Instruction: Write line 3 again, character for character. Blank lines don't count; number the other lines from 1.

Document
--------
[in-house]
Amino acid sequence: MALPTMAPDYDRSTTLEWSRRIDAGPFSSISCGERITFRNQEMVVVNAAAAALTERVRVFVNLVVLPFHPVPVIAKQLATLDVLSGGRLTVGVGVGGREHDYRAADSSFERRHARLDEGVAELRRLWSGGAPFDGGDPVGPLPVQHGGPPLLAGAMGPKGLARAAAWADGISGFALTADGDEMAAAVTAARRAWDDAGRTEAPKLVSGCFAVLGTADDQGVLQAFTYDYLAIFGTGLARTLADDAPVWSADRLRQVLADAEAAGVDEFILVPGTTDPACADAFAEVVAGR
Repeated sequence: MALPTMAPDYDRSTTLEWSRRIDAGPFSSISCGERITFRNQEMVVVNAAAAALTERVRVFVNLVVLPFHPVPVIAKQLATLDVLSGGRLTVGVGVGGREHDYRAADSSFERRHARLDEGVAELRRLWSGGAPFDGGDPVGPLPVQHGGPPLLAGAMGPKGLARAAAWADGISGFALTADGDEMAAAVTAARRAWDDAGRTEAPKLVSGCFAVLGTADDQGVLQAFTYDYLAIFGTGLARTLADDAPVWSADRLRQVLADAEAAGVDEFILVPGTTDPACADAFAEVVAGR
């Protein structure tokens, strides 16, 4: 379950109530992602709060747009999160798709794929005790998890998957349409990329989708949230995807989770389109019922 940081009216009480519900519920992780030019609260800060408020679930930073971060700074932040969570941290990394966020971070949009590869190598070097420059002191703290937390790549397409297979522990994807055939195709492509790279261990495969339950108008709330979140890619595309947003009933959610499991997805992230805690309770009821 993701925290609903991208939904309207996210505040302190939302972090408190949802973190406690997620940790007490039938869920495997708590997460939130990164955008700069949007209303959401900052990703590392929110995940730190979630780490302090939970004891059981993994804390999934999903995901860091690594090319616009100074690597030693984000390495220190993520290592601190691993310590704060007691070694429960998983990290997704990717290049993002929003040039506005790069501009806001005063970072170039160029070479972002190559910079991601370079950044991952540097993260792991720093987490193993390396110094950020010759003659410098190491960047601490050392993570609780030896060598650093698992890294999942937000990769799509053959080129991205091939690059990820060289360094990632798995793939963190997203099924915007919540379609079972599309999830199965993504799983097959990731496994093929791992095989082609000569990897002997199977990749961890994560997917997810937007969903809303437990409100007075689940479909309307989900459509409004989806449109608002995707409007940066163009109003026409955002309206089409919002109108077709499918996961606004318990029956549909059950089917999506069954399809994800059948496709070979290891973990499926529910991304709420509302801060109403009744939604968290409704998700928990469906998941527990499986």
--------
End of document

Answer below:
Repeated sequence: MALPTMAPDYDRSTTLEWSRRIDAGPFSSISCGERITFRNQEMVVVNAAAAALTERVRVFVNLVVLPFHPVPVIAKQLATLDVLSGGRLTVGVGVGGREHDYRAADSSFERRHARLDEGVAELRRLWSGGAPFDGGDPVGPLPVQHGGPPLLAGAMGPKGLARAAAWADGISGFALTADGDEMAAAVTAARRAWDDAGRTEAPKLVSGCFAVLGTADDQGVLQAFTYDYLAIFGTGLARTLADDAPVWSADRLRQVLADAEAAGVDEFILVPGTTDPACADAFAEVVAGR